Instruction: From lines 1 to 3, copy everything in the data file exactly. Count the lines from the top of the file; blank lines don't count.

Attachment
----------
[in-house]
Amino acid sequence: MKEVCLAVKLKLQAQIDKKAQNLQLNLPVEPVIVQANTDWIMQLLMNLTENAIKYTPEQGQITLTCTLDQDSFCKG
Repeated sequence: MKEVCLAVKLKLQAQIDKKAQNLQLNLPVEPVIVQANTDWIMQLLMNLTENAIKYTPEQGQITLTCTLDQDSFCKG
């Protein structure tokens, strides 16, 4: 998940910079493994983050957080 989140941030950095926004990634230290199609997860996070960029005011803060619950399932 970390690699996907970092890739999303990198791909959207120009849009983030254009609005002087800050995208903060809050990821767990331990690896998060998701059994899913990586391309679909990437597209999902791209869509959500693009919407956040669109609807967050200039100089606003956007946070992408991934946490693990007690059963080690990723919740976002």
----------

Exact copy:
[in-house]
Amino acid sequence: MKEVCLAVKLKLQAQIDKKAQNLQLNLPVEPVIVQANTDWIMQLLMNLTENAIKYTPEQGQITLTCTLDQDSFCKG
Repeated sequence: MKEVCLAVKLKLQAQIDKKAQNLQLNLPVEPVIVQANTDWIMQLLMNLTENAIKYTPEQGQITLTCTLDQDSFCKG